I was wearing a union jack running vest and so was easily identifiable as a Brit by the crowd and by the other runners. I was joined during the race, on a number of occasions, by other Brits who were happy to chat which helped the miles pass all the more quickly. For the bulk of the run I was joined by an American runner from Massachusetts who asked me what pace I was hoping to run. When I told him, ‘Somewhere in the 6:40 -6:49s,’ he asked whether he could join me. He was 26, had a marathon PB of 2:56 and was hoping to better it during this run. I had no real pre-determined goal for the race. It’s always nice to PB and I was certainly in PB shape having had a good period of training in the build up to the race. I wanted to go under the 3 hour mark again to prove the first one wasn’t a fluke and I wanted to enjoy the race. It’s sometimes dangerous to go into a race without a specific goal but I was pretty relaxed about it all at the start. (The race photographs show that this certainly changed as the race wore on with picture after picture of me staring at my Garmin!)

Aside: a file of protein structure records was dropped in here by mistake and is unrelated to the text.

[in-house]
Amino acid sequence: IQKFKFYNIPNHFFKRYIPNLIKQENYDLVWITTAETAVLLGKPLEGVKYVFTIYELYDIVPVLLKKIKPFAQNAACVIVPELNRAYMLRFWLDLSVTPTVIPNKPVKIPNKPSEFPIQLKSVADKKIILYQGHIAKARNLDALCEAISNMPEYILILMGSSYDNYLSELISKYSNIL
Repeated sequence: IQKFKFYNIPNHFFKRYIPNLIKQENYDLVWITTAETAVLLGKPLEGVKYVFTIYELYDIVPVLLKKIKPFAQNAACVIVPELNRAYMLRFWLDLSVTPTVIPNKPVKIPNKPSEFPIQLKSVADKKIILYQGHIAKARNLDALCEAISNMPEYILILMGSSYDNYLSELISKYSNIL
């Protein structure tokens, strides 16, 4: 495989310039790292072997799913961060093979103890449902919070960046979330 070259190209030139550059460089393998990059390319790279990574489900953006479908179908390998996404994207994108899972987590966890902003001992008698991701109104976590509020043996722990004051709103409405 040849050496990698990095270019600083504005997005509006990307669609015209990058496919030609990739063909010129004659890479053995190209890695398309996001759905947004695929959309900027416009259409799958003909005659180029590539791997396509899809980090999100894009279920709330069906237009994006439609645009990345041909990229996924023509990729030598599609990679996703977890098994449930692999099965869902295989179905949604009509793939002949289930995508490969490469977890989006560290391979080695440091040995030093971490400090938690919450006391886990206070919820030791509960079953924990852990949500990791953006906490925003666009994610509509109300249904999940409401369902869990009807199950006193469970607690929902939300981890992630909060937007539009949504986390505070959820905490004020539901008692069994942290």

I passed the halfway point in 1:27:08. I felt decent and I had hoped that I would be at half way in about that time so thus far everything was going to plan. It was however getting warmer, not a cloud in the sky. As well as drinking the water I began to pour it over me to help keep me cool. After the halfway point it was a question of keeping disciplined about pace and making sure I was not over extending myself, knowing full well that in 4 or 5 miles the hilly section was to come.
The hills begin in Newton. The first is by far the worst, perhaps because it lasts for half a mile of so or perhaps because it’s the first significant challenge of the run. The researched wisdom was to relax into the hills and not attempt to maintain pace, just the same effort level. I was happy with that advice and I relaxed into the hills allowing my pace to drop without worrying about it. At the top of the hill I maybe had lost 10-15 seconds so I was pretty pleased with that.